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Driver Education: Does it/should it work?

Think back to when you started to learn to drive. Where was it? How did you do it? Manual or automatic? Who taught you? For me, it was the mid late 1980’s, in my home town of Perth and was done (then) through a driving school and with the emphasis on a holistic approach. It wasn’t simply sit in, strap in, ignition on and go, I was taught about getting settled before I started. Seat position, rear vision mirror, side mirrors, handbrake on (if it was a manual), that kind of thing. I was taught about indication, using headlights, observing the road ahead of me and not just the car in front. I was also taught to drive a manual, therefore becoming involved in the driving experience, not merely a steerer. All this, in an age where the VL Commodore and XF Falcon were kings of the road, technology was having a CD radio cassette and speed cameras were a driver ed 4glint in the revenue raiser’s eye. Importantly, it wasn’t my parents that taught me, it was people that were trained to teach people how to utilise a car to the best of the driver’s ability and was intended to put safe drivers, not idiots, out on the roads.

Even then, there was no real encouragement to do follow up education, how to improve the weak spots of driving, take advantage of new information, learn about advances in car tech (Anti skid brake systems, airbags etc), it was pretty much a procession of: get learners, get lessons, get licence, go drive mum and dad’s car until you could buy your own (if mum and dad hadn’t already done so). Time moves on and slowly, slowly,  people wake up to the fact that people being taught to drive aren’t being taught that well anymore, or what they were taught was a long time ago and bad habits have crept in. Along the way governments became somewhat disinterested in proper driving education and found out that bad drivers make a great source of easy money. Drivers became less interested in being a good driver and more interested in simply getting from A to B. The emphasis became more of learning to pilot an automatic transmissioned car, not getting involved in what the car does. Technology upped the ante with extra airbags, stability and traction control, better ABS, climate controlled aircon and more with a focus on auto, auto, auto; auto headlights, auto wipers, keyless entry, but, seemingly, no progress on how to drive a car fitted with all of these.

Of recent years, state governments have offered different avenues for a person to obtain their driver’s license; in NSW they must complete a certain amount of hours with the assistance of a driver of at least five years experience (generally the long suffering parents) and, seemingly, with minimal real input from those that train people to drive properly. But how many bad habits are being passed down? No indication at corners or driver ed 1roundabouts or pulling into/out of a stop roadside? No headlights on when it’s dark or raining? iPod earphones in, ignoring a perfectly usable radio? It goes further than that when it comes to truly bad driving habits. Thankfully, against the tide, there are those that believe Australia needs better driver education post gaining a license. One of those is Phil Brock. If you think that surname is familiar, you’d be right. Apart from being the brother of the late Peter Brock, he’s been a racecar driver and firmly believes that governments need to provide further driver training, plus, back off on the spin telling us about how less people have died on our roads or have not, allegedly, been injured: Deaths: in 2000 it was 1,761, in 2009 it was 1,543.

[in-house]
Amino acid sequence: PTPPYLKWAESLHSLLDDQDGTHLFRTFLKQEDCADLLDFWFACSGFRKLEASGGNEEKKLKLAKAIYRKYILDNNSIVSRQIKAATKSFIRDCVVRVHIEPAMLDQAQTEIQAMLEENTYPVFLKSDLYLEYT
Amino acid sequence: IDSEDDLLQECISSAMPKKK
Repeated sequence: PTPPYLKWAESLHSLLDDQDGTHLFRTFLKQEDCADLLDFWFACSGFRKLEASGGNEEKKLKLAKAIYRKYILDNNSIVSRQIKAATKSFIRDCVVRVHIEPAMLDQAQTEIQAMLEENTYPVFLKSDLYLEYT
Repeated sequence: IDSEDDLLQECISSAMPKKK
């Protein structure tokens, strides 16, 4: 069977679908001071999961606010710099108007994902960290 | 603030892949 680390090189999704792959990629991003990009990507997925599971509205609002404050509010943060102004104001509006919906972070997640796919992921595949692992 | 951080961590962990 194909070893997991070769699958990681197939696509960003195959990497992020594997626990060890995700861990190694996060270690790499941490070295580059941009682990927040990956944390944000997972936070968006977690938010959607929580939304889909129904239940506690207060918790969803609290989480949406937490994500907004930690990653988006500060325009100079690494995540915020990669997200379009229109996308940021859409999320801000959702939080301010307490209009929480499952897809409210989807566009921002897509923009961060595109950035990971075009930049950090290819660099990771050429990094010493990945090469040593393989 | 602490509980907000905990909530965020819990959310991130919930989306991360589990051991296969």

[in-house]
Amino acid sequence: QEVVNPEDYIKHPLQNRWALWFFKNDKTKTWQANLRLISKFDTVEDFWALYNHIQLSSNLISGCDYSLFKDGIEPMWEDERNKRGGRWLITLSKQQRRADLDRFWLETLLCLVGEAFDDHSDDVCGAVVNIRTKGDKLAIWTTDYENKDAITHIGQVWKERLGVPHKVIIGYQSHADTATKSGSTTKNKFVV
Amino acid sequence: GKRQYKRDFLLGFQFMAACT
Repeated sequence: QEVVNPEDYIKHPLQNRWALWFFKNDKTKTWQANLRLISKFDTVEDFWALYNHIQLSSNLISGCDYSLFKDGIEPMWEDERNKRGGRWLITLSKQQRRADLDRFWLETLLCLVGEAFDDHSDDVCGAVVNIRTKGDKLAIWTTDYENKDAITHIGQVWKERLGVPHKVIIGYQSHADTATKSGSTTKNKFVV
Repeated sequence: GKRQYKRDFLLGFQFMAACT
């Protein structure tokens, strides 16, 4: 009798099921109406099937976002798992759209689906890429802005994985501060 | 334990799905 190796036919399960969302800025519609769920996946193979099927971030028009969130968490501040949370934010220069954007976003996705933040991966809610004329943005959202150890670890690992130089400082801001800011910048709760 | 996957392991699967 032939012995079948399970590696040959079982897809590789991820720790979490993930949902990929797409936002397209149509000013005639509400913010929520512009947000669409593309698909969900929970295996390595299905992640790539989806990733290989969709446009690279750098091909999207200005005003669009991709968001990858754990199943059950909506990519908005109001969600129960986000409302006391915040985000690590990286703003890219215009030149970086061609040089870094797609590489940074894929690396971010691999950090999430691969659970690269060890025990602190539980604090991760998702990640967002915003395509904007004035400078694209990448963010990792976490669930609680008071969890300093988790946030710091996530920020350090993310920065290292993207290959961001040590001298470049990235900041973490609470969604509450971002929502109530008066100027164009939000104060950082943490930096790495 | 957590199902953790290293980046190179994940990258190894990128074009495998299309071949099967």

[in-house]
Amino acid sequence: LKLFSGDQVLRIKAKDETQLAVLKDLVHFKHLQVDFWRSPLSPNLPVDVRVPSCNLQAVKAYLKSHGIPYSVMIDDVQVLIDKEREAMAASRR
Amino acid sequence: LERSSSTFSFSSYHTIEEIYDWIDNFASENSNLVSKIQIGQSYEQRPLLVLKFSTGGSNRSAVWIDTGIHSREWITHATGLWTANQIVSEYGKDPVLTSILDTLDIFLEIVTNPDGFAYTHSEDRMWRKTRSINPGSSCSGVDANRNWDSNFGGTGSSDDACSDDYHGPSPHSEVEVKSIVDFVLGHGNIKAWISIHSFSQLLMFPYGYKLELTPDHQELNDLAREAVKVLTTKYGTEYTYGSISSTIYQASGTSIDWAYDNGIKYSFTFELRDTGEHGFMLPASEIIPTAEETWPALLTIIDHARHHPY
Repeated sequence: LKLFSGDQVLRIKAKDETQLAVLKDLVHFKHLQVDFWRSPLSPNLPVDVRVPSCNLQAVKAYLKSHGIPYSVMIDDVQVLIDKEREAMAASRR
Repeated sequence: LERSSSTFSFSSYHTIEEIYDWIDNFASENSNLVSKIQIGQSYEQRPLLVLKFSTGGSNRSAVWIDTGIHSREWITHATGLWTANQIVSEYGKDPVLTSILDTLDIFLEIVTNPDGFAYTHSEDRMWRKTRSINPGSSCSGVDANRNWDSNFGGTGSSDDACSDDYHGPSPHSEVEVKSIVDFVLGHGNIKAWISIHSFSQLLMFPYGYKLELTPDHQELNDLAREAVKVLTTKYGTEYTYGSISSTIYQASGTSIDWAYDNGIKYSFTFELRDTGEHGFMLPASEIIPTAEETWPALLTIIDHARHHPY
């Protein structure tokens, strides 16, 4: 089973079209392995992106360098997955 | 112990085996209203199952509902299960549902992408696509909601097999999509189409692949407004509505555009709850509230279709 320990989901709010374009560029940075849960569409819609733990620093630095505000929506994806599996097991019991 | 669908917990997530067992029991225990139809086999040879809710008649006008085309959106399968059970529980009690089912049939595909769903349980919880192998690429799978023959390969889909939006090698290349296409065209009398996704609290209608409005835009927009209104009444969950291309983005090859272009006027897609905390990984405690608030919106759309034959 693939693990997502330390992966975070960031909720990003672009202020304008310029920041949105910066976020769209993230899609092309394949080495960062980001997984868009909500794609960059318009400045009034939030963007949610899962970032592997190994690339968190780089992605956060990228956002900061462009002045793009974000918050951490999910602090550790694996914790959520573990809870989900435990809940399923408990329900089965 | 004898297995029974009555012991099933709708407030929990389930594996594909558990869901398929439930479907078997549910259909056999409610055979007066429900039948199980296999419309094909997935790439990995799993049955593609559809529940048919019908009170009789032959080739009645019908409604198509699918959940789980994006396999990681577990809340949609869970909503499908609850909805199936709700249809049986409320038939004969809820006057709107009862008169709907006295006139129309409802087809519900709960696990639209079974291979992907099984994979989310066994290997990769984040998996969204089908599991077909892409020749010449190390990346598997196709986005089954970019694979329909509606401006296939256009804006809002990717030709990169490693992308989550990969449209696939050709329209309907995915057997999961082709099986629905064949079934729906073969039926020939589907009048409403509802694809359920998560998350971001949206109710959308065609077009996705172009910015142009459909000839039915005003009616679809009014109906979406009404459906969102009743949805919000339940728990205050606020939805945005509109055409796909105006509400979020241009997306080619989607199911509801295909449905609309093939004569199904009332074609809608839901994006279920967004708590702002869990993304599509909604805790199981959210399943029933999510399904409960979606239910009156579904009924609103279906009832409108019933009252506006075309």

Seriously injured: in 2000 it was 26,694, in 2009 it was 34,116. Seriously injured with high threat to life: in 2000 it was 6,911, in 2009 it was 8,798. Pretty simple maths, the death toll declined by 218, but the overall serious injury rose by 9,309.
So, we have a total of 42,914 people seriously injured on our roads in one year, and rising, yet the Government tells us it’s heading in the right direction?

But, as Phil notes: “Apparently research PROVES that driver education is pointless, that it has no benefit to lessening the road toll at all.
Also, car accidents are not caused by bad driving, unless there is a outside influence such as alcohol, drugs etc.” Yet, there’s this: “
Recently we had a phone call from a mother thanking us for saving her daughter’s life. Her daughter was in an incident whlie driving on a highway and stated that our Defensive Driving Course saved her and her friends life by using the techniques she learnt in the course. As a small business passionate about its work, this is the kind of thing we love to hear about.” That was a course provided by a third party of which he has no involvement yet that information was passed to him due to his concern about driver standards and the lack of government committment to help people improve their ability on the road.